Social media is not a main factor in political divison

While influential, social media should not be blamed for our own political polarization. SPECIAL TO THE ORACLE

As millennials, we often face criticism regarding our dependency on technology. Many say we are spoiled or have it too easy while others argue that social media makes us ignorant and feel like we are living in a bubble.       

Statements regarding social media polarization have become more widespread and hostile over the past few years, especially when it comes to politics and current affairs.

In order to combat these claims, Facebook has recently made strides to incorporate more centrist media that people from all sides can trust. Facebook has worked to incorporate a survey asking users which news mediums they trust the most, ultimately to reduce the amount of news circulating Facebook from five percent to four percent. 

The goal is to reduce the amount of “sensationalism, misinformation, and polarization in the world today.”

 While the effort by Facebook is done with good intent, the reasons for polarization do not necessarily stem from social media. Social media and technology have little impact on political polarization.           We constantly interact with social media outlets such as Twitter, Facebook and Instagram, and we often see posts and stories that reinforce our own beliefs.      

According to Science Magazine, Facebook has also utilized what is known as a “filter bubble,” using a news feed algorithm to create a personalized view of posts for each consumer. As a result of these filtering algorithms, conservatives are more likely to come across articles defending the current administration while liberals run into comments that denounce it.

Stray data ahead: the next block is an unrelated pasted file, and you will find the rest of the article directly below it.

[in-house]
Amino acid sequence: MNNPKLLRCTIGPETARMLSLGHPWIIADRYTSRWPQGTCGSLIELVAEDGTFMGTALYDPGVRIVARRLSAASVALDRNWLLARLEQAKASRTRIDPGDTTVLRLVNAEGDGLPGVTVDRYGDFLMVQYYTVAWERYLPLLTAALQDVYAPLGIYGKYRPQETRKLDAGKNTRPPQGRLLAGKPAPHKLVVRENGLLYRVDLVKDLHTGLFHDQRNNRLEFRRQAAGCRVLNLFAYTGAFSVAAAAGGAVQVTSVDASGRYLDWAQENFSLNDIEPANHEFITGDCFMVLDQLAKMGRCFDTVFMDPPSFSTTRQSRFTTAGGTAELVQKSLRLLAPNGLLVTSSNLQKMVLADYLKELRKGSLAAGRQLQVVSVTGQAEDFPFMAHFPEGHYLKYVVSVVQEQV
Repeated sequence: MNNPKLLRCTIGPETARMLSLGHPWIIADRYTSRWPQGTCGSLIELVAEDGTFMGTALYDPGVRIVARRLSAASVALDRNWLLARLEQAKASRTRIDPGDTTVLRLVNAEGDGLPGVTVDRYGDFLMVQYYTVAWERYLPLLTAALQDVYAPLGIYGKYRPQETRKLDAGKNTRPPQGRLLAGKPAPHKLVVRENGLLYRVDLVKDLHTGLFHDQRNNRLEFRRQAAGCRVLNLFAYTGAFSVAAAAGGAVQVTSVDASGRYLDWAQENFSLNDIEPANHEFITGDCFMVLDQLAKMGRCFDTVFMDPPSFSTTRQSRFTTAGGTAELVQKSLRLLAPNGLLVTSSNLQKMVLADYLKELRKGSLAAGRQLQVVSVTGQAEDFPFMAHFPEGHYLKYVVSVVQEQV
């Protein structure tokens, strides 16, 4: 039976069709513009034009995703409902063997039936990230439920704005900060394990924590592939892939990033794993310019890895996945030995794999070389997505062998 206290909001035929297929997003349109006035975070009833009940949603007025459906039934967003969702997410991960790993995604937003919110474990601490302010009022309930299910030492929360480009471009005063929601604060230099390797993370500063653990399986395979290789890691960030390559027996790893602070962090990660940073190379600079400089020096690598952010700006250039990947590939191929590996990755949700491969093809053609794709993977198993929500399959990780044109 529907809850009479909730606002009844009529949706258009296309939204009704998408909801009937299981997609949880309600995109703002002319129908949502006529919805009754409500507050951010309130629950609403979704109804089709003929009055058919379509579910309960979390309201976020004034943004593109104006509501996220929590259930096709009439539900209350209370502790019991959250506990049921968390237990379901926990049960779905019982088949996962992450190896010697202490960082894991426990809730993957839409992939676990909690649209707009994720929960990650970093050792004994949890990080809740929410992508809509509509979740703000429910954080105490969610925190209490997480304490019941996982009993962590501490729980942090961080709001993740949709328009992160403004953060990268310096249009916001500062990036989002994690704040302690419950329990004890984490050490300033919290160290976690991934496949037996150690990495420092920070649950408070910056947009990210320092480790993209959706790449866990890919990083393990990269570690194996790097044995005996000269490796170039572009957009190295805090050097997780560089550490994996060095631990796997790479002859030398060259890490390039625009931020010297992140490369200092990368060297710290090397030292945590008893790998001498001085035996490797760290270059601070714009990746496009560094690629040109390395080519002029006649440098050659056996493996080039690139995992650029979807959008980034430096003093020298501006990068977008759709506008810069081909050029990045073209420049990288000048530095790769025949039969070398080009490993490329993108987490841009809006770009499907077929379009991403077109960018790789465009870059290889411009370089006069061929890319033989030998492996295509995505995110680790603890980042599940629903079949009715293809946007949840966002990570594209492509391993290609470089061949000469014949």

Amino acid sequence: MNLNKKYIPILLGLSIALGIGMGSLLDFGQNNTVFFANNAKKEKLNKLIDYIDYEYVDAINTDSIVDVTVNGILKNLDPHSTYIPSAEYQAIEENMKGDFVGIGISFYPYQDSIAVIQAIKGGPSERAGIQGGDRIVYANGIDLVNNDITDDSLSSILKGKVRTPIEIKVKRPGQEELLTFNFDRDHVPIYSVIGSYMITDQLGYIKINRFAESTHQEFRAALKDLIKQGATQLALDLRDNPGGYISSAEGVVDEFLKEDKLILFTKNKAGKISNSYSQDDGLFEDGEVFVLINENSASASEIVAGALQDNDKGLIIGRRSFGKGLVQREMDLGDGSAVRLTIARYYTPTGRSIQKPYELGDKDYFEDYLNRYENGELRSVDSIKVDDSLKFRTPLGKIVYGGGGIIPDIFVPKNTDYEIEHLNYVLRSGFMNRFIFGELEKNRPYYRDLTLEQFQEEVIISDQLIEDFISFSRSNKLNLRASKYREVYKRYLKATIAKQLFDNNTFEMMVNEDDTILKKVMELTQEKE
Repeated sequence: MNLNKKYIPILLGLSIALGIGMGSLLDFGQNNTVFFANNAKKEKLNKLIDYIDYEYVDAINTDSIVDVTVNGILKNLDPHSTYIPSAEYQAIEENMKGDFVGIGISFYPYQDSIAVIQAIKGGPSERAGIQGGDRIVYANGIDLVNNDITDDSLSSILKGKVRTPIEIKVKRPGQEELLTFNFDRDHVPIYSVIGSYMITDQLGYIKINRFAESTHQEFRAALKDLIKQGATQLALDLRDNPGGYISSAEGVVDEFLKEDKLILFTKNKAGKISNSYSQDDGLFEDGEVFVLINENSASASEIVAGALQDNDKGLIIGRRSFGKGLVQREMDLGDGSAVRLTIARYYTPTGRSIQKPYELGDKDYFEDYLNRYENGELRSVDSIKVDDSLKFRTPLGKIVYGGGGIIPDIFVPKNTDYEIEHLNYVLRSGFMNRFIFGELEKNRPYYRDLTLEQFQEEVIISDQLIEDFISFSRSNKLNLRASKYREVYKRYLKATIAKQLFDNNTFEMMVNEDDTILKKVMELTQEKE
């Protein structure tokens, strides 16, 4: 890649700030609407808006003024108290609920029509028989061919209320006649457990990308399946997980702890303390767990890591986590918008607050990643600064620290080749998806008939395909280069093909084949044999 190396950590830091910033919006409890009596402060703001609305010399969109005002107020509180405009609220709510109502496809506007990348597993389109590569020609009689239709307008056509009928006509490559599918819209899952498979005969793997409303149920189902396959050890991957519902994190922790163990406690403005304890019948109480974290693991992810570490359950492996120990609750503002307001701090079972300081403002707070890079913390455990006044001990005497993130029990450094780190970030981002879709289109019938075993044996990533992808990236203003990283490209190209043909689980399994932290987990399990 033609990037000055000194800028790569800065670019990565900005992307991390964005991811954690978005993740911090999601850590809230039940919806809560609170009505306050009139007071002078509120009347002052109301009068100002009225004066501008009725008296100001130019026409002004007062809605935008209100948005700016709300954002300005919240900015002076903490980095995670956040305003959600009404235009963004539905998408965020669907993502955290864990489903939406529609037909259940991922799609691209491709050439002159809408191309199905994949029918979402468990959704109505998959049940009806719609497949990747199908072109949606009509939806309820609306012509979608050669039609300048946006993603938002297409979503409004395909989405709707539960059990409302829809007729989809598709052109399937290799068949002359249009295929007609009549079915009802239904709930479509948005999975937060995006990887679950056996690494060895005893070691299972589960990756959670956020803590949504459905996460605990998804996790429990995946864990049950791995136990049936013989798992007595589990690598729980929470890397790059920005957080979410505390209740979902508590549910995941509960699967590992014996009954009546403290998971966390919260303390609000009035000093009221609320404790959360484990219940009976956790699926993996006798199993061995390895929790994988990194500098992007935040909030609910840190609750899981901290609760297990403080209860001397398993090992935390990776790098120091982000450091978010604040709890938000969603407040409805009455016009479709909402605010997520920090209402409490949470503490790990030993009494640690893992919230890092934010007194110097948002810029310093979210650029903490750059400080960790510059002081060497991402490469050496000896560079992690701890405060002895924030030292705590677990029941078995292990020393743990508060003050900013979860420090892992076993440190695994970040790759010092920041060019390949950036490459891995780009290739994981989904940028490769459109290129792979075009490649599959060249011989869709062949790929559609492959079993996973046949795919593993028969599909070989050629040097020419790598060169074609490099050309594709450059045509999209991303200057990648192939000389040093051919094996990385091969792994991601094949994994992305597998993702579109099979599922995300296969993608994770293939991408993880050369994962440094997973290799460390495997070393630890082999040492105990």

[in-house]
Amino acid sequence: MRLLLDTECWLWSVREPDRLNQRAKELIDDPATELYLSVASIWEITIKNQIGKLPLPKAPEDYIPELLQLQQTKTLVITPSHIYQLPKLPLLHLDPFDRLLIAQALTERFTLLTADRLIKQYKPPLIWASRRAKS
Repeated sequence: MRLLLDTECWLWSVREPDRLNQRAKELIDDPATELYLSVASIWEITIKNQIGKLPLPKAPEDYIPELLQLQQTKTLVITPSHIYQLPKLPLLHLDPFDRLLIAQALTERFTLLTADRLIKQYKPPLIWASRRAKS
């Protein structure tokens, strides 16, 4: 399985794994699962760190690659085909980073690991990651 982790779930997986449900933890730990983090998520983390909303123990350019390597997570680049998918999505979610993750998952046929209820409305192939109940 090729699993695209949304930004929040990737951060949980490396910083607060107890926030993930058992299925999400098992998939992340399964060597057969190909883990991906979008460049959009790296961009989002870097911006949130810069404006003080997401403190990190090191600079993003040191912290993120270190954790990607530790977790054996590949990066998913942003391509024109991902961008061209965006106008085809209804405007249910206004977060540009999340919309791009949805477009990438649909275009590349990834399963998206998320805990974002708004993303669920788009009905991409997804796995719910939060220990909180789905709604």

Even Former President Barack Obama mentioned this phenomenon in his Farewell Address where he stated  “it’s become safer to retreat into our own bubbles, whether in our neighborhoods or college campuses or places of worship or our social media feeds, surrounded by people who look like us and share the same political outlook.”   

This issue is definitely a struggle for our country as we have become too comfortable with our own views to seriously consider the words of those who challenge them. 

But the important thing to remember is that social media is not to blame for this — we are. The internet is a network just like the students around us on campus or the people we interact with at work. We choose who to talk to and follow just like we do in real life, so how is it fair to blame the system itself?

A study from Stanford and Brown University shows demographic groups that are least likely to use social media and the internet has the largest growth in polarization. Perhaps we are spoiled by these applications when it comes to the efficiency with which we digest and spread information, but this just makes the political and democratic process more inclusive. 

More people than ever have a political presence and an effective way to spread their thoughts.

It is important to note, however, that the ease with which content can be shared on the web is another pitfall that can be destructive at times. Photoshopped pictures and fabricated stories are prevalent now more than ever.

In the age of “fake news” and blind retweets, it is our responsibility to ensure that social media is a beneficial tool and not a vehicle for ignorance. When it comes to the political process, on and offline, staying open-minded and alert is more important now than ever. 


Sonu Trivedi is a sophomore majoring in mass communications.